Hurricane gave Hall a chance
Published 5:20 am Wednesday, November 18, 2009
By CURTIS ROCKWELL
Item Sports Editor
Hurricane Katrina took hundreds of lives when it came ashore over four years ago.
That tragic storm, however, may have saved Jamal Hall’s.
Hall, a standout running back at Picayune High, was living in the now infamous lower ninth ward in New Orleans when the largest natural disaster in United States history struck on Aug. 29th, 2005.
In the aftermath of the destruction, Hall, then a seventh grader, relocated to Picayune with his family to live with his grandmother.
Four years later, he is one of the top running backs in the state, having gained almost 1,800 yards and scoring 20 touchdowns while leading the Maroon Tide into the Class 5A South State playoffs.
“Sometimes, bad things can really be a blessing in disguise,” Hall said. “It changed my life. Coming here to a safe place to grow up gave me a chance to make something of my life.”
Hall started some games as a sophomore for head coach Dodd Lee, and quickly caught on to the tailback oriented Maroon Tide offense. He picked up right at 1,300 yards and scored 19 times last season. before raising his production to an even higher level this season.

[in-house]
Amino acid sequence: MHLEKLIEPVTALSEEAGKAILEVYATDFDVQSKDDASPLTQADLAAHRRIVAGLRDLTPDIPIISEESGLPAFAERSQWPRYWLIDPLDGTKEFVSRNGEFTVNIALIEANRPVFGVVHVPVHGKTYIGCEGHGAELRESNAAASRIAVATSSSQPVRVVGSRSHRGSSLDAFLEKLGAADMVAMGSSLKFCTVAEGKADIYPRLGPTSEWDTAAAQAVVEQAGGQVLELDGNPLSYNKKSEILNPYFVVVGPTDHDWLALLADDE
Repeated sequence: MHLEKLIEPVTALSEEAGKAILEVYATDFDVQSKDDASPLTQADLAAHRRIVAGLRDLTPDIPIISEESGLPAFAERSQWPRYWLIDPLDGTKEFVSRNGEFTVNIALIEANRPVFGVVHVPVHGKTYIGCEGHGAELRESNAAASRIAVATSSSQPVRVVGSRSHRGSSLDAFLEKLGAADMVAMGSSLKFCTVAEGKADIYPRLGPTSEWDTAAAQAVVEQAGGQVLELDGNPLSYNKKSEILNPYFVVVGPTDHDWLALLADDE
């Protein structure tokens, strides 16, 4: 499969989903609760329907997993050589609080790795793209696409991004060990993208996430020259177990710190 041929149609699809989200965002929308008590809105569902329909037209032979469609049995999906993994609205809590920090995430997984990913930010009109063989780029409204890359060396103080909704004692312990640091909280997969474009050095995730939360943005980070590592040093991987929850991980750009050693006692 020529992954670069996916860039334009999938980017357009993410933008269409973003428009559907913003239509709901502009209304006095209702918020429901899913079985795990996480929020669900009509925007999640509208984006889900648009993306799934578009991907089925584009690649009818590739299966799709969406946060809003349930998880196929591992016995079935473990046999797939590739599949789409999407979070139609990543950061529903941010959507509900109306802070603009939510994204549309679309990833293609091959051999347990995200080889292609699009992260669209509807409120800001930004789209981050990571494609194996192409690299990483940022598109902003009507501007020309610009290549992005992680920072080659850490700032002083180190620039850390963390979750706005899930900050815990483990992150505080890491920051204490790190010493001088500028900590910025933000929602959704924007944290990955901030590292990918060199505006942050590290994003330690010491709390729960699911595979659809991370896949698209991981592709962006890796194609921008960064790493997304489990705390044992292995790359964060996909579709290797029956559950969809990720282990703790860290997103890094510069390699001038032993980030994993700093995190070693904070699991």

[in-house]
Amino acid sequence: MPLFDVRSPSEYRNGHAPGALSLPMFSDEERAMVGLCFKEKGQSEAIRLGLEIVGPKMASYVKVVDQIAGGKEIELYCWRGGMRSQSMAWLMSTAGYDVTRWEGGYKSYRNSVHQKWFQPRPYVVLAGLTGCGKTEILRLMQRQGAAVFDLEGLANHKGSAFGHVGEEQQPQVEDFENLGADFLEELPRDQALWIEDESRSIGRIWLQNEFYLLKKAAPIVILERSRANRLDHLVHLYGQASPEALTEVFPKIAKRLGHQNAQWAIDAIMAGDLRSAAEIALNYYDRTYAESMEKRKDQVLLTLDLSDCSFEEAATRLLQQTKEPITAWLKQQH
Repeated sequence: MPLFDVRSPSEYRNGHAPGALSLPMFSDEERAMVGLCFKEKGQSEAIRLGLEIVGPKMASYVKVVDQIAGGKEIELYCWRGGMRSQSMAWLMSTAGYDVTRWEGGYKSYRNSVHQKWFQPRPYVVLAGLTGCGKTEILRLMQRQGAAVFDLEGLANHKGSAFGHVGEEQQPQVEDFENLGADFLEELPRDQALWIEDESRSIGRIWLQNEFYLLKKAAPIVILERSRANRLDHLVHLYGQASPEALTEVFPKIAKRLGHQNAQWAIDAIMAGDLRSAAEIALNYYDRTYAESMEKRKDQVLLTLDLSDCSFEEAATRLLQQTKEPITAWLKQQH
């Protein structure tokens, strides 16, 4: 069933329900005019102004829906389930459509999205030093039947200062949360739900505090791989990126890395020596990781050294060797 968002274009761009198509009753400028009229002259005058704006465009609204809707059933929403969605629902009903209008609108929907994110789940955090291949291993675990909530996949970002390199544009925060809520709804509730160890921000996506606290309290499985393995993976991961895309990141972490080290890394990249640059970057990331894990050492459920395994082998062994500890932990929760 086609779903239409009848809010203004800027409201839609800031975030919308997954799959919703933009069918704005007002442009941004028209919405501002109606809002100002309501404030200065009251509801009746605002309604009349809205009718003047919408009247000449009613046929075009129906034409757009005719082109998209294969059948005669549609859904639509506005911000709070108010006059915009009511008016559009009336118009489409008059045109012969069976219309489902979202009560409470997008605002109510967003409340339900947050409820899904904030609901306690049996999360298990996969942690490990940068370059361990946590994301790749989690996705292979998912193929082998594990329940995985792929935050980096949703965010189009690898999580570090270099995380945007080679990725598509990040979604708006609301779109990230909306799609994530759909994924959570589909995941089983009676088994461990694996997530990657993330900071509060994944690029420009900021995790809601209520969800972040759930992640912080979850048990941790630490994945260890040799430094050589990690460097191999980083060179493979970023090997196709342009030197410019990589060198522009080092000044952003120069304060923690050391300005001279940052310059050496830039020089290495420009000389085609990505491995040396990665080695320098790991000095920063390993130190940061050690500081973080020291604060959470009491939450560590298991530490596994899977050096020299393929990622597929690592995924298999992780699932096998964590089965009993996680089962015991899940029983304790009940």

“He’s been a blessing for our program,” Lee, who has won 120 games in his 14 years at the helm of his alma mater, said. “He sees things real well, and he makes good cuts. He’s also a really tough runner, hard to bring down. He’s another good runner for us and we’ve had some really good ones.”
Hall has recorded four games of over 200 yards rushing this season, and needs 244 yards to become the fifth back in Lee’s tenure to top the 2,000 yard plateau. He has also missed the last five quarters of action with a slight ankle injury, but is expected to be ready to go against Moss Point in the Class 5A South State semifinals Friday.
“Growing up, I never thought I would be living and playing football in Picayune,” Hall added. “When I first got here, people told me that Picayune always had good running backs and I made up my mind that I wanted to be one and show what I can accomplish.”
Hall also said he often thinks about what his life might have been like if the killer storm never came. After all, there are hundreds of murders recorded in New Orleans every year, and less than five documented in all of Pearl River County since Katrina.
“Who knows what I would be doing, with everything that has happened down there,” He concluded. “I may not have even had the chance to play ball like I have gotten here.”